| NEW YORK, March 21
NEW YORK, March 21 It has a flying carpet, a
cave full of treasures and show-stopping songs, but critics said
on Friday the Broadway debut of Disney's "Aladdin" lacks
the magic of the original Oscar-winning animated film.
The tale of the street urchin Aladdin, who wins the heart of
Princess Jasmine, unleashes the Genie from the lamp and battles
the evil Jafar, was the top-grossing film of 1992, and picked up
Academy Awards for best original score and song for "A Whole New
The musical that opened on Thursday night is the latest
Disney film to be adapted for the stage, following the
long-running and hugely successful "Lion King," "Beauty and the
Beast," "The Little Mermaid" and others.
Although "Aladdin" includes new songs, elaborate costumes
and sets, dance numbers and a magical carpet that mysteriously
floats, it left some critics wishing for more.
"This super-costly extravaganza doesn't do justice to the
movie, or to the spirit of the late Howard Ashman," trade
magazine Variety said, referring to the lyricist who had the
original inspiration for the film.
The Hollywood Reporter described the show as "sweet, silly
fun," while the New York Daily News found the extravagant
production lacking compared to the film.
"Most moving thing in 'Aladdin' is the flying carpet," it
said in a headline, adding that the musical was "entertaining
but an emotionally sparse adaptation" of the film.
"While burning through wishes, you should ask for a musical
with a lot more heart," it said.
But the New York Times' Charles Isherwood, who admitted he
was not enthusiastic about the prospect of yet another Disney
show on Broadway, said the show defied his dour expectations.
"Aladdin' has an infectious and only mildly syrupy spirit,"
he wrote. "Not to mention enough baubles, bangles and beading to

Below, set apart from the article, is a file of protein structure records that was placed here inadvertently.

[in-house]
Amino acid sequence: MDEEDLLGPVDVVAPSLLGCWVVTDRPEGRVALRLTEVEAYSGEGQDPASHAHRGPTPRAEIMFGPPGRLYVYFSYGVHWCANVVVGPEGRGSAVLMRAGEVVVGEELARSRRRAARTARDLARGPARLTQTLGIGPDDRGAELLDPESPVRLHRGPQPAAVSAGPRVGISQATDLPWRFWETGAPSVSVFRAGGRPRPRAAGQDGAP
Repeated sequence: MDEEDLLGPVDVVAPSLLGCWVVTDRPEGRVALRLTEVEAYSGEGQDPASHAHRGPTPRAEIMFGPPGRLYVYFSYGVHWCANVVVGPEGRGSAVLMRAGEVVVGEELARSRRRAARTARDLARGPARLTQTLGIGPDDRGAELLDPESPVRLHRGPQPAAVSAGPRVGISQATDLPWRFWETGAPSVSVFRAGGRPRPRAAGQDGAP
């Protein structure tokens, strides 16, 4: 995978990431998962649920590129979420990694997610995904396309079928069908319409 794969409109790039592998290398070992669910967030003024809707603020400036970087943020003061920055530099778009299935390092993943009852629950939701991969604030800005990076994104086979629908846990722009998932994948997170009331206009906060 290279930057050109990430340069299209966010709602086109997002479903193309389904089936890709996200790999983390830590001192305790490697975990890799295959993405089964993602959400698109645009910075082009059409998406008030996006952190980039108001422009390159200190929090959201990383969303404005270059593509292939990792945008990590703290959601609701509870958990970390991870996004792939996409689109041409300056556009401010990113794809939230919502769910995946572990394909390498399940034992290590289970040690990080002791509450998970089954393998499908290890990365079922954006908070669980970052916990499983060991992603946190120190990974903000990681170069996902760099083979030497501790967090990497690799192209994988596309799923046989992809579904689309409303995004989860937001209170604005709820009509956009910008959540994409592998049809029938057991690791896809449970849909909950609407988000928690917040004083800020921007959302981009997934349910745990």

keep a whole season of 'RuPaul's Drag Race' contestants in
Adam Jacobs ("The Lion King") plays Aladdin in the show
directed and choreographed by Casey Nicholaw ("Elf"). Courtney
Reed ("Mama Mia") is the rebellious Princess Jasmine and James
Monroe Iglehart ("Memphis") takes on the role of the Genie that
was voiced by comic Robin Williams in the film version.
Although less enthusiastic about the musical, the New York
Post had high praise for Iglehart's rousing performance.
"Disney's new 'Aladdin' doesn't quite catch lightening in a
bottle - but it lets a pretty nifty genie out of a lamp," the
newspaper said. "That would be James Monroe Iglehart."
USA Today went a step further, saying Iglehart's rendition
of the song "Friend Like Me" topped the version sung by
"By the end of the number, which includes a game-show
segment, a medley of tunes from other Disney musicals,
Iglehart's Genie is deliriously huffing and puffing: the
audience, which received it at a recent preview with a standing
ovation, is just as giddy," the newspaper said.
The Hollywood Reporter found the musical perhaps the most
old-school of Disney's screen-to-stage adaptations since "Beauty
and the Beast" but added it could still become a family-friendly
"It's not the most sophisticated entertainment, but the
target demographic won't mind at all," it said.
Another Disney movie bound for Broadway is "Frozen," this
year's Oscar-winning best animated film which has generated $1
billion at the global box office since November.
(Editing by Eric Kelsey and Andrew Hay)